A new study says that some St. Louis residents are getting slighted when it comes to the usablity of neighborhood parks, and that may be adversely impacting their health, according to researchers from Saint Louis and Washington Universities. A story in the St. Louis Beacon reports that uneven sidewalks and outdated or broken equipment make neighborhood residents less likely to use parks. Researcher Cheryl Kelly of the School of Public Health at Saint Louis University pointed out that the lack of usability means that “people are getting less physical activity in general, which is a factor associated with health disparities, such as obesity and some chronic diseases and conditions.” Read More
On Tuesday, the Parks Department cut the ribbon on the River Avenue pocket parks in the Bronx. It is the latest piece of the sprawling, long-overdue parks system promised by the Bloomberg administration in exchange for the parks sacrificed and taxes forgone in the name of the House That Steinbrenner Built (God rest his soul). But that is not what is truly interesting about the River Avenue park. What is is that it contains a skatepark. The fourth one to open this summer, in fact, preceded by new ramps and half-pipes at Hudson River Park (above), Flushing Meadows, and Robert Venable Park in Brooklyn’s East New York neighborhood. A very popular park opened last year as the first piece of the McCarren Park pool’s redevelopment. (This reporter saw young scalawags jumping the fence to get in even before it was finished, so eager were they to ollie about.) The Parks Department now has 11 skateparks under management, with more on the way. Read More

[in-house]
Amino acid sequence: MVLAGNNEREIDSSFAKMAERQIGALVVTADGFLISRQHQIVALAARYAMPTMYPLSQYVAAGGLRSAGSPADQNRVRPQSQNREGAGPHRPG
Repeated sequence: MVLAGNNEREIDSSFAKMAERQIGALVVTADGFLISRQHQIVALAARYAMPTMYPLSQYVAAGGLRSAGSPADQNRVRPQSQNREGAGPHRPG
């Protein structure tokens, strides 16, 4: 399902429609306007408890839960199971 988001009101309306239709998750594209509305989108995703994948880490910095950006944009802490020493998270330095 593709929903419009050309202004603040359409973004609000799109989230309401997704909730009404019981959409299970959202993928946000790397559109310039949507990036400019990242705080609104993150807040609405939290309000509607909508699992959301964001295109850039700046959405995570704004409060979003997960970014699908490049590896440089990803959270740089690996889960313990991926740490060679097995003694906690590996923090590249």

Most New Yorkers have an intimate relationship with the city’s many parks, especially during summer months when public events transform our favorite green spaces into temporary yoga studios and music venues. It can be easy to forget the industrial past of these urban oases, or the planning work and earth-sculpting toil responsible for the conversion of reservoirs and jails into Bronx parks and West Village gardens. Before They Were Parks, an exhibition presented by the New York City Parks Department, narrates the often untold history of the city’s open spaces. Read More
The Chicago Parks District is holding a public meeting on the future of Northerly Island tonight at the Spertus Institute from 6-9pm. The 91-acre peninsula, which is connected to the lakefront by a causeway, has played an important and evolving role in Chicago’s civic imagination. It figures prominently in the Burnham Plan, was home to 1933-1934 World’s Fair, and later the Meigs Field airport, and was part of the 2016 Olympic bid. The meeting will offer a preview of plans for the island and solicit public comment.